Understanding your Cyber Risk Exposure and the Insurance options available

Posted on Thursday, 16 March 2017
Reading time:
4 minutes

The cyber risk facing the world today has never been greater. As more and more homes and businesses make the transition into the cyber realm, we find that cyber risk no longer only sits with the giant multinational corporations and financial institutions, but all the way down the list through the SME’s, and even to individuals in their personal capacity. In order to protect themselves sufficiently, businesses need to determine where their exposure lies and understand the cover available in the market.

Hackers are now targeting businesses of all sizes - looking for data to exploit, holding businesses to ransom and performing financial transactions into their own bank accounts. The number of attacks continue to grow in South Africa, as both international and “local-is-not-so-lekker” hacking syndicates make their presence felt. Without legislation to compel public disclosure when a company is hacked it is difficult to grasp the full impact and extent of the hacking community in our country. However, Norton estimates that in 2015 almost 8.8 million South Africans fell victim to cyber crime, making South Africa the most hacked country on the continent. Furthermore, South Africans lose an estimated R2.2bn to internet fraud and phishing attacks each year according to the South African Banking Risk Information Centre (SABRIC).

As insurance brokers and business owners alike, it is important to identify the particular risk exposures faced by a company. Is the main concern that a hacker finds a way to steal money from you, draining your bank accounts and making bogus payments on your behalf? Or do you worry about the ramifications of a network breach – whether it be unscrupulous ransom demands for your servers to be decrypted, shareholder and client lawsuits for your failure to protect their information, or perhaps the fast-approaching Protection of Personal Information Act (POPIA), as well as the fines the Information Regulator may impose?

Determining which exposure, either theft of money or liability arising out of a network breach, is key to understanding which insurance to purchase.

Fortunately, Camargue offers two products which respond in the event of a cyber attack – each responding to a specific exposure.

Commercial Crime – Theft of Funds or Property

Our Commercial Crime policy is traditionally geared towards providing the Fidelity Guarantee cover found in most Multimark FG products on the market in the case of employee dishonesty and theft. There is, however, a section of the wording which responds specifically to Third Party Computer Fraud. This triggers should the Insured suffer a financial loss due to theft via hacking, a virus infiltrating their systems or by falling prey to a phishing attack.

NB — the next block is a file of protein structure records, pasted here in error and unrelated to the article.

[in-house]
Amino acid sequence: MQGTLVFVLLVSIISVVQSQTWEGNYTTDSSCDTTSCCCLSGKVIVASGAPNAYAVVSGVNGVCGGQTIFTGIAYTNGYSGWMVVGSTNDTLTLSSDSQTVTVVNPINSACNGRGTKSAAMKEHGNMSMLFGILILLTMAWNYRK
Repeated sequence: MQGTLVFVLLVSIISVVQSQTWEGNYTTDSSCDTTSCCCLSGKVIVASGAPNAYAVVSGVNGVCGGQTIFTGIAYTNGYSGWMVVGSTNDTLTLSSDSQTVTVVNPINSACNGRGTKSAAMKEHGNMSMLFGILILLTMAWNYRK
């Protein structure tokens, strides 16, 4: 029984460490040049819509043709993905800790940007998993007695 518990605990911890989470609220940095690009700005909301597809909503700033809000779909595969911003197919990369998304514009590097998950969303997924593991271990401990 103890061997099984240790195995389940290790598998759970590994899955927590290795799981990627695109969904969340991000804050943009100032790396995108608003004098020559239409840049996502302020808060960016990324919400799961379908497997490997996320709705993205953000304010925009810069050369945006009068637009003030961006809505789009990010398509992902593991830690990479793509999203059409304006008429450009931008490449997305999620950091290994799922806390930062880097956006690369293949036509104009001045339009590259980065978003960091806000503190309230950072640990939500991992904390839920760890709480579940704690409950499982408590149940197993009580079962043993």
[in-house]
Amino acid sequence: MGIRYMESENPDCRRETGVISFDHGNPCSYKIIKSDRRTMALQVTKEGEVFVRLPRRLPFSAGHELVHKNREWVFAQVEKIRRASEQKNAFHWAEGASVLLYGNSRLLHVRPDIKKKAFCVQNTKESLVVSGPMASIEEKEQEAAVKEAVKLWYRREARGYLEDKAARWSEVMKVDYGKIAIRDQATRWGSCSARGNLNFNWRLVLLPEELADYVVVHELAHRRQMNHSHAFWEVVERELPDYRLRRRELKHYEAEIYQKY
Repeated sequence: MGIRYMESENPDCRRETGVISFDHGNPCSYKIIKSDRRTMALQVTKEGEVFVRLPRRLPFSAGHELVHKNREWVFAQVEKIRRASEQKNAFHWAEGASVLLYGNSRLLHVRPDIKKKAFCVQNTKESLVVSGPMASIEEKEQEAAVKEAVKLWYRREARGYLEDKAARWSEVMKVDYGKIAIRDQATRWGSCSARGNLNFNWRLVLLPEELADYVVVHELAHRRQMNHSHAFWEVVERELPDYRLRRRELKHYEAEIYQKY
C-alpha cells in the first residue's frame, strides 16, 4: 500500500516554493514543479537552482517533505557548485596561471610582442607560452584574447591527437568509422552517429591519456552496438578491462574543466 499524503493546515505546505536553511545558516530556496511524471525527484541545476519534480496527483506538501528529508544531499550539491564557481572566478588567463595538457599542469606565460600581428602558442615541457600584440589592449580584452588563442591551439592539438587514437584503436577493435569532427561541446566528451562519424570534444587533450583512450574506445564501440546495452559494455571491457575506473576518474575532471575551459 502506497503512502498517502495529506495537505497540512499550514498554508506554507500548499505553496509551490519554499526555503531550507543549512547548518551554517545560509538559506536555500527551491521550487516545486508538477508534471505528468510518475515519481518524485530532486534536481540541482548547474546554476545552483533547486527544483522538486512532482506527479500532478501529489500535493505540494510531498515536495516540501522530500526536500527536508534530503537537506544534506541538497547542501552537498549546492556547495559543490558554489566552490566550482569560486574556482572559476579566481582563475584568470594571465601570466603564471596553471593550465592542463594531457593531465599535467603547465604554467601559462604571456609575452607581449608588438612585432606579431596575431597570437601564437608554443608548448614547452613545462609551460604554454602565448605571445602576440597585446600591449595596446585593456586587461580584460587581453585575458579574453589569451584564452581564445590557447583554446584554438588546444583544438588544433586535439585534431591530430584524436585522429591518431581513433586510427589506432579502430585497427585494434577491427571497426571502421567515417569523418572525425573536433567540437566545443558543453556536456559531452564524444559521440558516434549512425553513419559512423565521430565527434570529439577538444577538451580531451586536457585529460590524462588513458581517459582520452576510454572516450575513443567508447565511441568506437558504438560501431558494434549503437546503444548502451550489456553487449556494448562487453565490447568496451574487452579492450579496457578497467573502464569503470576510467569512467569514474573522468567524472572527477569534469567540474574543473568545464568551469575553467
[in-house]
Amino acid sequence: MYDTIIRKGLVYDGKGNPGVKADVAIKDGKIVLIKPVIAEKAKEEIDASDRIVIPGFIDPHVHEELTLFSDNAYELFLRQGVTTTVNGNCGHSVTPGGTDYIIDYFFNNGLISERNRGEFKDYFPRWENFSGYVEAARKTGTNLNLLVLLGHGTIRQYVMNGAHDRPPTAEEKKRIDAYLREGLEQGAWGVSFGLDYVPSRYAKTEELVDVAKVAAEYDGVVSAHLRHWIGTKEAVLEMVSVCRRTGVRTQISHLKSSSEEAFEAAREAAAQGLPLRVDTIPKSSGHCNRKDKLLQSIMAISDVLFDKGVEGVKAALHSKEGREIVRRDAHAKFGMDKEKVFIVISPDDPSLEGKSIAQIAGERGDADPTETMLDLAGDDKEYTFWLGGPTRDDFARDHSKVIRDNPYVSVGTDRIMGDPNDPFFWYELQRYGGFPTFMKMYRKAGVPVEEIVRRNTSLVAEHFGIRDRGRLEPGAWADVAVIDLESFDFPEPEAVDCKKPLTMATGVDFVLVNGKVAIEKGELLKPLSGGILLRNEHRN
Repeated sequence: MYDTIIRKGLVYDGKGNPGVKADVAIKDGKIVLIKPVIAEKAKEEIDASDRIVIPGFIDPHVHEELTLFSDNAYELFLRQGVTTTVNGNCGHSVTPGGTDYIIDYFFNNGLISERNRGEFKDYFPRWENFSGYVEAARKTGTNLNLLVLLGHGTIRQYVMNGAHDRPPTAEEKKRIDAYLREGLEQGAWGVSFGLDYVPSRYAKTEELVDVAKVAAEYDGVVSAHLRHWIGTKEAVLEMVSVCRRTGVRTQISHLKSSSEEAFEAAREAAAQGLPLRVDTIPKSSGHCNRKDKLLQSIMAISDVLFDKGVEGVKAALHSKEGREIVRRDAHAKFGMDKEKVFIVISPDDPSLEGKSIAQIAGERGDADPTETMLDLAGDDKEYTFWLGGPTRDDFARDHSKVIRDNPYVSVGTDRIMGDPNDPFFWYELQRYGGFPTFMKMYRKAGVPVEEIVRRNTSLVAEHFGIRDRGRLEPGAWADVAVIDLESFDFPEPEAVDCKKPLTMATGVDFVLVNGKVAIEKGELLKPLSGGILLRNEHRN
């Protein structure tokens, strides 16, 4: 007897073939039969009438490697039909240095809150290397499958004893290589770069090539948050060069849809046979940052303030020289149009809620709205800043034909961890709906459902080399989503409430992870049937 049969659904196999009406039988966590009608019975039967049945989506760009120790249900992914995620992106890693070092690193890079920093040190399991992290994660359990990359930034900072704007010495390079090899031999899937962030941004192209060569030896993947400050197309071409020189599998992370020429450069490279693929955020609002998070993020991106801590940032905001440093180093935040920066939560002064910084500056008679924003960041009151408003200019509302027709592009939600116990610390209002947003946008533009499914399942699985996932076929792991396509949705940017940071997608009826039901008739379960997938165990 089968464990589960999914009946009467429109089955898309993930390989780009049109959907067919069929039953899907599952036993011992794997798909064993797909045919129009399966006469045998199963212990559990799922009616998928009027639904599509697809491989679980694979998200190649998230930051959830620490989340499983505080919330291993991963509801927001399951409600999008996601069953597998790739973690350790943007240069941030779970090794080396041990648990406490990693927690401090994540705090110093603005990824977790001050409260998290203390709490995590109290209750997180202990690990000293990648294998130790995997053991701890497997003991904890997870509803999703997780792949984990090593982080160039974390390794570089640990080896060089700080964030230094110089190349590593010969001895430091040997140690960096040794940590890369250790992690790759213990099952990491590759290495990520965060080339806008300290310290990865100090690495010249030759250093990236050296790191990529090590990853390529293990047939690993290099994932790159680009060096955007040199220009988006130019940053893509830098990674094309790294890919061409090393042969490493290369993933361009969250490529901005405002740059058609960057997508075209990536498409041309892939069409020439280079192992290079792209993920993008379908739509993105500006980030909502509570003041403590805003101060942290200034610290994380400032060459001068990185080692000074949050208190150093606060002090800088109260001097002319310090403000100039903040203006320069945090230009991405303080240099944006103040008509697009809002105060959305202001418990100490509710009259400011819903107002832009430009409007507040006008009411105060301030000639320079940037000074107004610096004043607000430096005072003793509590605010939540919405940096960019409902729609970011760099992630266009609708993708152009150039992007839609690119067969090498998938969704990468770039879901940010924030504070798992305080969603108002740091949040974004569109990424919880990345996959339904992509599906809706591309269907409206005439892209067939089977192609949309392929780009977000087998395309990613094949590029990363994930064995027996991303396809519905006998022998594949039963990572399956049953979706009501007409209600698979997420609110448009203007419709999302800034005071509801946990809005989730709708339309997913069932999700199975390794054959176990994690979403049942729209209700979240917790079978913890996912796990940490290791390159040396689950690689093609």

The important thing to note is that no employee involvement is necessary. Thus, should a business fall prey to a phishing attack which allows an intruder access to their bank accounts for example, there is cover in place for the monies stolen.

Cyber Risks –  Liability arising out of failing to prevent a Network Breach

The second scenario holds a wide arrange of risk exposures – accordingly, the wording is divided into seven sections, each designed to cater for a specific scenario. In terms of being hacked, the policy responds should there be any legal action brought against the Insured for failing to prevent the network breach. Hand-in-hand with this, the cover will also pay for any fines levelled by the Information Regulator as well as the communication costs (where disclosure of a breach is now compulsory under the POPIA). There is also cover for any ransom monies which are paid in circumstances of data extortion, such as the increasingly popular ransomware/cryptolocker viruses which so many businesses fall victim to. 

As well as your standard network breach, there are sections which provide Professional Indemnity cover for technology service providers, business interruption and loss of income due to system downtime as well as multimedia and defamation risk.

The final trump card of the Cyber Risks policy is our “buffet style” approach, where a client may select which of the seven sections of cover they require for their unique exposure – making the policy a very affordable option for all business sizes.

In summary, it is imperative for businesses to plan ahead and understand where their greatest risk exposures lie in terms of a cyber attack. Unfortunately, it is not so much a question of “IF” anymore  but a question of “WHEN”! For theft of funds and property, the Commercial Crime wording would be most applicable. Regarding the liabilities arising out of failing to prevent a breach, our Cyber Risks policy succinctly covers a wide range of exposures. Of course, both the policies pair nicely together for a comprehensive insurance solution to cyber risks faced in the business world of today.

Trainee Underwriter
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